If the 1993-94 and 94-95 Houston Rockets team that won the NBA Finals in Michael Jordan’s absence had played the Chicago Bulls‘ championship teams, who would have won?
According to former Rocket Vernon Maxwell, Houston wouldn’t have had a problem.
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Maxwell: ‘I Swear Before God’
Never one to bite his tongue, Maxwell appeared on the No Layups podcast recently and he gave a very detailed take on the subject. Maxwell broke it all down from his perspective. He said, “if we could get past Seattle to get to Chicago in the Finals, we would have beat Chicago. I swear before God, on everything I love. They know that and we know that too.”
Here is a look at the clip:
Those are strong words, and if you’re familiar with Maxwell’s career and character, it won’t surprise you to hear this take from him.
Who is Vernon Maxwell?
Maxwell played 13 years in the NBA. He began his career with the San Antonio Spurs in 1988. He was a second-round pick out of Florida. During his NBA career, Maxwell was known primarily for his hard-nosed playing style, defensive intensity, and streaky three-point shooting.
With the three-point shot still a relatively new weapon in the NBA, Maxwell was one of the league’s first gunners. His playstyle and sometimes volatile personality earned him the nickname Mad Max.
In fact, there is an entire video on YouTube dedicated to Maxwell’s fights while in the NBA. The video below starts off with footage of Maxwell leaving the Rockets’ bench to punch a fan in the face.
This fan was allegedly mocking Maxwell’s wife’s recent miscarriages, per the video.
In watching Maxwell’s take on the Bulls, it’s unclear which Chicago team he was referring to, but his mentality seems like it would have created a tailor-made situation for Dennis Rodman. I can imagine The Worm having a field day drawing technical fouls on Maxwell.
The second video shows Maxwell being ejected after fouling out trying to guard Jordan. An incensed Maxwell threw his gum at referee Jack Nies. In the video, Maxwell gets into it with everyone from Jordan to Charles Barkley.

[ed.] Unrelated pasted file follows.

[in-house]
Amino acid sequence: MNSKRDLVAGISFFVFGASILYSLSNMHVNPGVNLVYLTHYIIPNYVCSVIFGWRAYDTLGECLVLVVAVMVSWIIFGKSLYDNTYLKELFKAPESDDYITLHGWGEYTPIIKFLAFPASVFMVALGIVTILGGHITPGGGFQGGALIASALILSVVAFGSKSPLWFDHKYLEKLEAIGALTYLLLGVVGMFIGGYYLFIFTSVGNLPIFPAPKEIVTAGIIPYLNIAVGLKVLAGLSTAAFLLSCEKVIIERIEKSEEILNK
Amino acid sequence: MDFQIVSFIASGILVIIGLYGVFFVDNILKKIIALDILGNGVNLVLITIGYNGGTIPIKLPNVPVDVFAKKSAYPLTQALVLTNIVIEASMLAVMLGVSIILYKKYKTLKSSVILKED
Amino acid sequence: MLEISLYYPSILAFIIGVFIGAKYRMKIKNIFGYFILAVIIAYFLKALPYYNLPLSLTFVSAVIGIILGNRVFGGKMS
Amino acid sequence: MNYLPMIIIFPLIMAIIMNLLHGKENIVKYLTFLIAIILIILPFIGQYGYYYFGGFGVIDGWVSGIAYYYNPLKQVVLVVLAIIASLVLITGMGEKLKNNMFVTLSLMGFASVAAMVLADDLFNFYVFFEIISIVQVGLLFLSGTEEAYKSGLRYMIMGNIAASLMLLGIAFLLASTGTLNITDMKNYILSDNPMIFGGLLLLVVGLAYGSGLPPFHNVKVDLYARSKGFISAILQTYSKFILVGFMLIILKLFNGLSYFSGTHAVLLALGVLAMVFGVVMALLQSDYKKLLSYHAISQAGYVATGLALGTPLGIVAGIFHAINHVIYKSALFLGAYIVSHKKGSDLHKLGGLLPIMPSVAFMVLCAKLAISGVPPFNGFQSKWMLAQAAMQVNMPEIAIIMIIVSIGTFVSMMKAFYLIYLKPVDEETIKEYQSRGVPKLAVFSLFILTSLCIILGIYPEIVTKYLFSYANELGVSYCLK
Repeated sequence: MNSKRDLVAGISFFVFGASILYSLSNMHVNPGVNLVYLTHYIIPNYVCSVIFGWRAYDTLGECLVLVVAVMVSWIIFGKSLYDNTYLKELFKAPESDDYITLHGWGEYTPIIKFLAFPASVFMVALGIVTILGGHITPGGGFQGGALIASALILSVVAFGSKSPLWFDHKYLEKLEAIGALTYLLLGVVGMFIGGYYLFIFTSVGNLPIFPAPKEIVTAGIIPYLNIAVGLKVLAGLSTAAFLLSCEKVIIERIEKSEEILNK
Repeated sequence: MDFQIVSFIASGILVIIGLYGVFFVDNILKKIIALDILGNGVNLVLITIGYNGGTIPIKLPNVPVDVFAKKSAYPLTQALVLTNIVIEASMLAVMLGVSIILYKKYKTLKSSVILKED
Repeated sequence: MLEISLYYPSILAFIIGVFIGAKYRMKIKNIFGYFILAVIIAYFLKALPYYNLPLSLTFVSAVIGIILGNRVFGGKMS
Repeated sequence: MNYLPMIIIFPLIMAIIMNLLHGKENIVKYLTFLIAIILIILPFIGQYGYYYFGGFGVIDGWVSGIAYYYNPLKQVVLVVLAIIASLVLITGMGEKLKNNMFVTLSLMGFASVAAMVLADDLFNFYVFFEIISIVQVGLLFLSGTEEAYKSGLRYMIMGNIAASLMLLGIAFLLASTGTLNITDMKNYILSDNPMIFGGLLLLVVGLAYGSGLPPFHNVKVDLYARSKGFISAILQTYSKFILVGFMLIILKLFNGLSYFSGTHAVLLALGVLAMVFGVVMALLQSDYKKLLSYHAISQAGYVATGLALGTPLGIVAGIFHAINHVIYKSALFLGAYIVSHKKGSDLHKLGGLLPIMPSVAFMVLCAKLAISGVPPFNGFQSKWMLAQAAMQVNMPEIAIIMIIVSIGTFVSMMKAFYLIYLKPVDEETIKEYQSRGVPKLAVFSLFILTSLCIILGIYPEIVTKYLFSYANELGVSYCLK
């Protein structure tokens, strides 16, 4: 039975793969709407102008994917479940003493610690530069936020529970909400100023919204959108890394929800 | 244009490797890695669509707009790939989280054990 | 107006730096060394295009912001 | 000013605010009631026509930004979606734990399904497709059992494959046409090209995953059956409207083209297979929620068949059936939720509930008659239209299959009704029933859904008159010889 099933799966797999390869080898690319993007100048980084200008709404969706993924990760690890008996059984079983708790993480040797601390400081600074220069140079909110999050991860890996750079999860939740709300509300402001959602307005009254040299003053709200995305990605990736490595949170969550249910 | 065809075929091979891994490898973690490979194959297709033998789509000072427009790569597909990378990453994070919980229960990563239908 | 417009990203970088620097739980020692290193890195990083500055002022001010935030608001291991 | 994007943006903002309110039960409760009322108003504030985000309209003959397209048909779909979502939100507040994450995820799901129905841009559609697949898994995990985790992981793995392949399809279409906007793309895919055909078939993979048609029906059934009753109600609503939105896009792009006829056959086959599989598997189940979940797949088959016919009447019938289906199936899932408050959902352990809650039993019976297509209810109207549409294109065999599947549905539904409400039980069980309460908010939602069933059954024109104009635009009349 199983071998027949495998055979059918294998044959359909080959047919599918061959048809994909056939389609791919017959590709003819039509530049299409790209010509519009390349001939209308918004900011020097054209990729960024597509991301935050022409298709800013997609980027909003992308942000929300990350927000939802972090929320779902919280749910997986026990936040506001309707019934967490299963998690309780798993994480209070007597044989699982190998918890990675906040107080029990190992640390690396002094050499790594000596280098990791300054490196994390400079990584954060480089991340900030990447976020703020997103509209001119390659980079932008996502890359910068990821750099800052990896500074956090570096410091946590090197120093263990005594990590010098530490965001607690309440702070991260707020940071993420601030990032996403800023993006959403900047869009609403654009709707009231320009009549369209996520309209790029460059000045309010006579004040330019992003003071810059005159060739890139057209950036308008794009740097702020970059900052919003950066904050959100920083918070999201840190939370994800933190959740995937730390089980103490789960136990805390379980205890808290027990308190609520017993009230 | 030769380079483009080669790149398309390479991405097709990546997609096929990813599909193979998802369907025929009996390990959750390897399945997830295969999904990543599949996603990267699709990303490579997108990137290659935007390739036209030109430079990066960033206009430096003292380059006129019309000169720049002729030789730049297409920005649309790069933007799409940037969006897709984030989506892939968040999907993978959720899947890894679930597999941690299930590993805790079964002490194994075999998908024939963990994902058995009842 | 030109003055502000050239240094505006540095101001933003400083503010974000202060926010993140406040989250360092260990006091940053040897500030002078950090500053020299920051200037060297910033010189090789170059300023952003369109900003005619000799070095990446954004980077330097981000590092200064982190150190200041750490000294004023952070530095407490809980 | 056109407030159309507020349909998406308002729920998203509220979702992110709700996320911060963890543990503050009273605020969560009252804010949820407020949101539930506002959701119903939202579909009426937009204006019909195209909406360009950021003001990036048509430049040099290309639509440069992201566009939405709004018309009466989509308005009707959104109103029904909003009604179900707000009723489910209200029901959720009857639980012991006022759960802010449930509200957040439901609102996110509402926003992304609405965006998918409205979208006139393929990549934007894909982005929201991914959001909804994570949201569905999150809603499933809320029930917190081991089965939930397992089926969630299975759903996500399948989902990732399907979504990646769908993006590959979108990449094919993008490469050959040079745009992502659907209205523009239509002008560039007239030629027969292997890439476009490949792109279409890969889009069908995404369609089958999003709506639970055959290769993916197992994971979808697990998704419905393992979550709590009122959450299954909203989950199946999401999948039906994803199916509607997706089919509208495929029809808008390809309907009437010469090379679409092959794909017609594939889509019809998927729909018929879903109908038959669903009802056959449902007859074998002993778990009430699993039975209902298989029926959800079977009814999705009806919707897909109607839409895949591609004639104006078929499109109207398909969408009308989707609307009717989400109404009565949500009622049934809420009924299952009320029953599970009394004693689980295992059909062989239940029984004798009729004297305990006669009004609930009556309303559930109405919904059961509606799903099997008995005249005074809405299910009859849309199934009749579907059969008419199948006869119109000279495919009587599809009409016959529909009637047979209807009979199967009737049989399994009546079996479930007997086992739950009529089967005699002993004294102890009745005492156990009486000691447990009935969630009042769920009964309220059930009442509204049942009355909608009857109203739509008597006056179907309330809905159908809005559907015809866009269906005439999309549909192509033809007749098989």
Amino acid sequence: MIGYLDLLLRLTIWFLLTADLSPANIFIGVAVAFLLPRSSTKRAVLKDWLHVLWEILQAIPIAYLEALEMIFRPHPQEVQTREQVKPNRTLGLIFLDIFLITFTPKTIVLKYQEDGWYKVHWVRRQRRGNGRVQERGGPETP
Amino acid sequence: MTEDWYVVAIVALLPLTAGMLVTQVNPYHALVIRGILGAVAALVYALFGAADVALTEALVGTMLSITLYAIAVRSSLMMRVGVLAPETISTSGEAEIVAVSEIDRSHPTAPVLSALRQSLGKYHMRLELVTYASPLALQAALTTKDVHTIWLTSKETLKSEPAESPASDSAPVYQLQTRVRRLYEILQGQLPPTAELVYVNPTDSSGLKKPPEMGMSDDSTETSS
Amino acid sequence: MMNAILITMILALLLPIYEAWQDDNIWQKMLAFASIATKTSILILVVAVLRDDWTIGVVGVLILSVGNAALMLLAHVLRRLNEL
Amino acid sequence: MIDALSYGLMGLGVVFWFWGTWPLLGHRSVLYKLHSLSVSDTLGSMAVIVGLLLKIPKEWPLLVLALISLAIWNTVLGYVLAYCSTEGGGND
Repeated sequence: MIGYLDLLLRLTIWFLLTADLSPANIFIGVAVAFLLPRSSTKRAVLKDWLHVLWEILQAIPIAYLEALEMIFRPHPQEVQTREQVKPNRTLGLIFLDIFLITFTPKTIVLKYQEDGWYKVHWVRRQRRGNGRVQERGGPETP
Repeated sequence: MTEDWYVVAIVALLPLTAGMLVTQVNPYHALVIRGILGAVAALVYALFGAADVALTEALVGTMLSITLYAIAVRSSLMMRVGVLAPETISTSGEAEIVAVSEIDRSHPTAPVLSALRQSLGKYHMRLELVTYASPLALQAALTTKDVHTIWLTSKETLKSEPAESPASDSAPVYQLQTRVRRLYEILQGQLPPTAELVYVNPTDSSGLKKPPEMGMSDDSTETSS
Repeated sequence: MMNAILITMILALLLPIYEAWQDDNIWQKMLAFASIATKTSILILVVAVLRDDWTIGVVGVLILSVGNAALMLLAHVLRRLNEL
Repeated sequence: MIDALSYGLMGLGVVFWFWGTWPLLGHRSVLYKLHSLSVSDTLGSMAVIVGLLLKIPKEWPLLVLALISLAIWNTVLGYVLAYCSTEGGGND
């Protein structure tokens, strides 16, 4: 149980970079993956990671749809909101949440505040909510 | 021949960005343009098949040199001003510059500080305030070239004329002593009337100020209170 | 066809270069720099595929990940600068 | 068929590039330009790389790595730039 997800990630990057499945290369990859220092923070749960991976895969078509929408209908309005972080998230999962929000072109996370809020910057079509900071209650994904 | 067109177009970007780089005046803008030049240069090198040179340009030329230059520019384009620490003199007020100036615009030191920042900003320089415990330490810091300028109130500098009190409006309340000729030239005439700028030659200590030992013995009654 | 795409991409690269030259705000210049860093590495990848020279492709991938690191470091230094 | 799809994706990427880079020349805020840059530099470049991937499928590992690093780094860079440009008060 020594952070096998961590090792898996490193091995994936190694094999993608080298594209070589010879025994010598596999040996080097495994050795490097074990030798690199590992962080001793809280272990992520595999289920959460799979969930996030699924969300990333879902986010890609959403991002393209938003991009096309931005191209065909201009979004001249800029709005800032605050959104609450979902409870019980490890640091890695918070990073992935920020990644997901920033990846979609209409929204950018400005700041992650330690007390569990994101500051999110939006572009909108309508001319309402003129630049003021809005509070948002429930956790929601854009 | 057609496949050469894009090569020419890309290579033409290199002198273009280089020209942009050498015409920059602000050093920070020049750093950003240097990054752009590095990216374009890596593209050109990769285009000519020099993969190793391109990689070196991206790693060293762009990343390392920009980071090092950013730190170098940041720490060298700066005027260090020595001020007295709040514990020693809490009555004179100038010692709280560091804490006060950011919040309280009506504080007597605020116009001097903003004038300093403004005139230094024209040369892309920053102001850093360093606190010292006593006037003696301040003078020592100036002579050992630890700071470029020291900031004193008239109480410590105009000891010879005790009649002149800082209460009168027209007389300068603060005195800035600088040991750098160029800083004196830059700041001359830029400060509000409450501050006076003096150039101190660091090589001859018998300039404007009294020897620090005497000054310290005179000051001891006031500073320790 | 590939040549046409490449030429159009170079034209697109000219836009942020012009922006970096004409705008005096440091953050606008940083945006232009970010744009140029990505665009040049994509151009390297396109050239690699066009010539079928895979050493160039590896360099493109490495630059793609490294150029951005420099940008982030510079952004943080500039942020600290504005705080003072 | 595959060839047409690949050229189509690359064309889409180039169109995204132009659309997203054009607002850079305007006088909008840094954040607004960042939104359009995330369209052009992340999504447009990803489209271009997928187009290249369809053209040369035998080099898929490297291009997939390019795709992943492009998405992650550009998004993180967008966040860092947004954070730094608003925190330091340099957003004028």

Make no mistake about it, aside from the antics, Maxwell was very talented. He started at shooting guard for back-to-back Rockets championship teams and averaged 12.8 points per game over the course of his career. In the 1991-92 season, Maxwell averaged 17.2 points per game and was one of the top scoring options behind Hakeem Olajuwon.
Maxwell mentioned a few different Bulls teams seemingly confused about which groups mixed across Chicago’s two three-peats. He makes reference to Bill Cartwright, who was the starting center for the first three championships, and Luc Longley who was the man in the middle for the last three.
The years Maxwell and the Rockets won the championship were the 1993-94 campaign, which is the year Jordan was retired, and the 94-95 season, the year MJ came back for the final 17 games of the regular season and playoffs. A rusty Jordan and the Bulls were eliminated from the postseason by Shaquille O’Neal and the Orlando Magic 4 games to 2 in the Eastern Conference Semifinals.
That Magic team went on to lose to Maxwell, Olajuwon, and the Rockets in the Finals. Maxwell wasn’t even with the Rockets anymore in 95-96 which is when the Bulls set the single-season record for wins and won their fourth NBA championship by defeating the Seattle Supersonics 4 games to 2 in the NBA Finals. Based on facts, that part of Maxwell’s argument falls flat.
However, he does have a point when it comes to head-to-head matchups. The Bulls won their first title in the 1990-91 season and completed their first three-peat in the 1992-93 campaign, which led to Jordan’s retirement.
During those three seasons, Maxwell and the Rockets were 5-1 against the Bulls in the regular season, and most of the games weren’t particularly close. Four of the Rockets’ 5 wins were by double digits. The Bulls’ lone win in the series, over those three years, was a 14-point win in Chicago on January 25. Jordan led all scorers with 35. Maxwell fouled out, which is the clip in the video above, and Chicago held Olajuwon to just 17 points in 36 minutes.
While Maxwell and the Rockets may have had a regular-season advantage over the Bulls, that’s hardly enough evidence to suggest they would have beaten Chicago in an NBA Finals series.
League history is littered with situations where teams have won, or even dominated regular-season meetings only to lose to the same team in the postseason.
Bulls fans know this story all too well. Back in 2010-11, Derrick Rose and the Bulls swept the Miami Heat in the regular season (3-0), but lost in 5 games to LeBron James and Co. in the playoffs.
Also, part of claiming you’re the best is going through all competition. By Maxwell’s own admission, the Rockets couldn’t beat the Sonics. The Bulls beat everyone in their path.